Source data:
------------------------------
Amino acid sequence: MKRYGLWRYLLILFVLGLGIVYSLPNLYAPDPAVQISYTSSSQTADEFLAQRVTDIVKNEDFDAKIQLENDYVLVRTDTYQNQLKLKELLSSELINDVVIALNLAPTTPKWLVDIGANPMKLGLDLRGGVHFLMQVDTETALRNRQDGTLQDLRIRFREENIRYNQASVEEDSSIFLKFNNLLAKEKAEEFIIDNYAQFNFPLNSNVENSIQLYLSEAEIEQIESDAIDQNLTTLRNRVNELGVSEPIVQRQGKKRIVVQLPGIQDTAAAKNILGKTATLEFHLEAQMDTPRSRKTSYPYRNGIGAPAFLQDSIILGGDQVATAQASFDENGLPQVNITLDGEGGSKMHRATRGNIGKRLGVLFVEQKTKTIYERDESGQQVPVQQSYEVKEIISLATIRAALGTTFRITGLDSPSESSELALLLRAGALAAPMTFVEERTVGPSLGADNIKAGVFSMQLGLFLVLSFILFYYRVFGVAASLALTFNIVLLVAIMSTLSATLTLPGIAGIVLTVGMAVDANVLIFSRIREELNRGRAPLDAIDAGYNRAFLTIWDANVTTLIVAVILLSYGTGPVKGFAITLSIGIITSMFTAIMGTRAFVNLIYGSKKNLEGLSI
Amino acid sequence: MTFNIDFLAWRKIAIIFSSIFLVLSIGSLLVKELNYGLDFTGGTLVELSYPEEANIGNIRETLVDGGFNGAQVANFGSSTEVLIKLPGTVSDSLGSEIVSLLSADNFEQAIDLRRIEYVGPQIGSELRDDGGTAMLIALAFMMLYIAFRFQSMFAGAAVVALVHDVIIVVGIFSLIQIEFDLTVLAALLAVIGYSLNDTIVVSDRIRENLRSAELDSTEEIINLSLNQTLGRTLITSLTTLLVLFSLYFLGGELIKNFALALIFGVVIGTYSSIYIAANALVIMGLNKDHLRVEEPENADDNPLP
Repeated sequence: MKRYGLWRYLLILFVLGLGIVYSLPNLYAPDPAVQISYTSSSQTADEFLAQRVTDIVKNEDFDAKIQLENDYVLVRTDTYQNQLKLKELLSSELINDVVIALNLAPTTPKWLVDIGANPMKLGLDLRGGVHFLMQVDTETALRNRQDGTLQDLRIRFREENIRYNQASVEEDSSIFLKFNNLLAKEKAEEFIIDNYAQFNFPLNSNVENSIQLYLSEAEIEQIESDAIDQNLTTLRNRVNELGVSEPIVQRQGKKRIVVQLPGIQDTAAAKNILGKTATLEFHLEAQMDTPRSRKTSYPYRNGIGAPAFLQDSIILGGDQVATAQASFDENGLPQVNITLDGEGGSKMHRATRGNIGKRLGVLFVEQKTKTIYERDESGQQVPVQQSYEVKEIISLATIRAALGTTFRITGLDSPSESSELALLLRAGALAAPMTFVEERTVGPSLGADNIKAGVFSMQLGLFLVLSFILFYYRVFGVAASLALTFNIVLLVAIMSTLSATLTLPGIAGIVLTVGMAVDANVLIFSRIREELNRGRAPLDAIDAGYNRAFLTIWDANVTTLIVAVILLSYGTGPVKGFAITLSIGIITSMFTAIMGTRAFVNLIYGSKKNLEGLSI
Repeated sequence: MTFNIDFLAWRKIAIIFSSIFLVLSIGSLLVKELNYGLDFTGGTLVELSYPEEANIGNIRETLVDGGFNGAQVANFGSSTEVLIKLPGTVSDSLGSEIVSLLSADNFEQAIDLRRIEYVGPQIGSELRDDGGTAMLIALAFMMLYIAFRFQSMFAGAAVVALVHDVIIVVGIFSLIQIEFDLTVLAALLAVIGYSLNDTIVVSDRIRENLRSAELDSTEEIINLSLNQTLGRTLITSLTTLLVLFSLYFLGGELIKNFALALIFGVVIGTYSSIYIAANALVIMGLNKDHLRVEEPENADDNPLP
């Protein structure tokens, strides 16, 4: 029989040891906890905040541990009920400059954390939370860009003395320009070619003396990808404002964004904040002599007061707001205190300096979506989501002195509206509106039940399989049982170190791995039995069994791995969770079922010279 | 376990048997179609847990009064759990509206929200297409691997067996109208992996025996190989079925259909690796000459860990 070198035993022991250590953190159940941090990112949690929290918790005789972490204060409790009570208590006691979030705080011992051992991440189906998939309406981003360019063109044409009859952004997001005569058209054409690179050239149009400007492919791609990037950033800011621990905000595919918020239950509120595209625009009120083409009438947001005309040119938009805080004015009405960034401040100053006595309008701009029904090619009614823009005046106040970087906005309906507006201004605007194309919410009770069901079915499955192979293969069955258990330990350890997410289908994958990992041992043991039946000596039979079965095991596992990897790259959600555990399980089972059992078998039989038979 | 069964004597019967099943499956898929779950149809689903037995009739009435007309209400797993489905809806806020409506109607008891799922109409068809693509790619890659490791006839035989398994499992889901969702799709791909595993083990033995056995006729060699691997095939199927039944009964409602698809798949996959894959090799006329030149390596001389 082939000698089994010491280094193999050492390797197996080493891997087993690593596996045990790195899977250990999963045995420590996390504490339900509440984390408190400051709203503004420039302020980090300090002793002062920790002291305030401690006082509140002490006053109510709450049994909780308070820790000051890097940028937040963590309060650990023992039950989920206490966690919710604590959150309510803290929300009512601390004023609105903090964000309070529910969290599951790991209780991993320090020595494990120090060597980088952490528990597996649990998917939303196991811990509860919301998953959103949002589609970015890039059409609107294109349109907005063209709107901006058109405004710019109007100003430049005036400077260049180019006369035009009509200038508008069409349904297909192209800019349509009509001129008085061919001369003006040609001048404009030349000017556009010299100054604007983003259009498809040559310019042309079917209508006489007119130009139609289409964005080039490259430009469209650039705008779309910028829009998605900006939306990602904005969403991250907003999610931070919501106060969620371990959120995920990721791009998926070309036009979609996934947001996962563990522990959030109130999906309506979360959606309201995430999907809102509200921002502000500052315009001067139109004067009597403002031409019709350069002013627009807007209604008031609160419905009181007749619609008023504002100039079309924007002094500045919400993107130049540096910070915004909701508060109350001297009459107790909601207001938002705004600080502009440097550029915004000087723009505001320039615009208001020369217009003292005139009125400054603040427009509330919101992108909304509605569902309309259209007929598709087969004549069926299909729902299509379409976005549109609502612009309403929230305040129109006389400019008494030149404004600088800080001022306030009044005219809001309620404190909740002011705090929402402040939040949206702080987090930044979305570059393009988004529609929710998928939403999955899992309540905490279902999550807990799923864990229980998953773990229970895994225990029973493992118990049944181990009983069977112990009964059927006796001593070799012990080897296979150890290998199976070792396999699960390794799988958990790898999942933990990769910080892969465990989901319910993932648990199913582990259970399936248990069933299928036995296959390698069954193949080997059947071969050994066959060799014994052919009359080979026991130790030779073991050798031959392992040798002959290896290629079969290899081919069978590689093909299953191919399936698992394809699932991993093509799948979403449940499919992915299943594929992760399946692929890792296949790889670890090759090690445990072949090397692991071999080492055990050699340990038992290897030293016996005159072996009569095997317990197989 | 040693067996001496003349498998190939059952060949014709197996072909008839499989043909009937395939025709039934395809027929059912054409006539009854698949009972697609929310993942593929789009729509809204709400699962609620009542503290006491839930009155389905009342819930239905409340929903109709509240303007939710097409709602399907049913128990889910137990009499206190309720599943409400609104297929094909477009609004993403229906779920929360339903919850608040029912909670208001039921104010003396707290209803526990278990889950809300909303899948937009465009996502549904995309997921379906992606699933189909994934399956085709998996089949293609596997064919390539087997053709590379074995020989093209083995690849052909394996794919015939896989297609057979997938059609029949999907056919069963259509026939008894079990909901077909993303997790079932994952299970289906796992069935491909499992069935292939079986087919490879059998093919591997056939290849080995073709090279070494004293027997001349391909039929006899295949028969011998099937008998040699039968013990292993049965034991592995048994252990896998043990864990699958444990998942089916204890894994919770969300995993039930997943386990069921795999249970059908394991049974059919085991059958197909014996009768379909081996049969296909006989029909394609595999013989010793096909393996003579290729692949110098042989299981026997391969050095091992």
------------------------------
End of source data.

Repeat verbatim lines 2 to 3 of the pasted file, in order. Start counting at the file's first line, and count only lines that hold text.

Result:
Amino acid sequence: MTFNIDFLAWRKIAIIFSSIFLVLSIGSLLVKELNYGLDFTGGTLVELSYPEEANIGNIRETLVDGGFNGAQVANFGSSTEVLIKLPGTVSDSLGSEIVSLLSADNFEQAIDLRRIEYVGPQIGSELRDDGGTAMLIALAFMMLYIAFRFQSMFAGAAVVALVHDVIIVVGIFSLIQIEFDLTVLAALLAVIGYSLNDTIVVSDRIRENLRSAELDSTEEIINLSLNQTLGRTLITSLTTLLVLFSLYFLGGELIKNFALALIFGVVIGTYSSIYIAANALVIMGLNKDHLRVEEPENADDNPLP
Repeated sequence: MKRYGLWRYLLILFVLGLGIVYSLPNLYAPDPAVQISYTSSSQTADEFLAQRVTDIVKNEDFDAKIQLENDYVLVRTDTYQNQLKLKELLSSELINDVVIALNLAPTTPKWLVDIGANPMKLGLDLRGGVHFLMQVDTETALRNRQDGTLQDLRIRFREENIRYNQASVEEDSSIFLKFNNLLAKEKAEEFIIDNYAQFNFPLNSNVENSIQLYLSEAEIEQIESDAIDQNLTTLRNRVNELGVSEPIVQRQGKKRIVVQLPGIQDTAAAKNILGKTATLEFHLEAQMDTPRSRKTSYPYRNGIGAPAFLQDSIILGGDQVATAQASFDENGLPQVNITLDGEGGSKMHRATRGNIGKRLGVLFVEQKTKTIYERDESGQQVPVQQSYEVKEIISLATIRAALGTTFRITGLDSPSESSELALLLRAGALAAPMTFVEERTVGPSLGADNIKAGVFSMQLGLFLVLSFILFYYRVFGVAASLALTFNIVLLVAIMSTLSATLTLPGIAGIVLTVGMAVDANVLIFSRIREELNRGRAPLDAIDAGYNRAFLTIWDANVTTLIVAVILLSYGTGPVKGFAITLSIGIITSMFTAIMGTRAFVNLIYGSKKNLEGLSI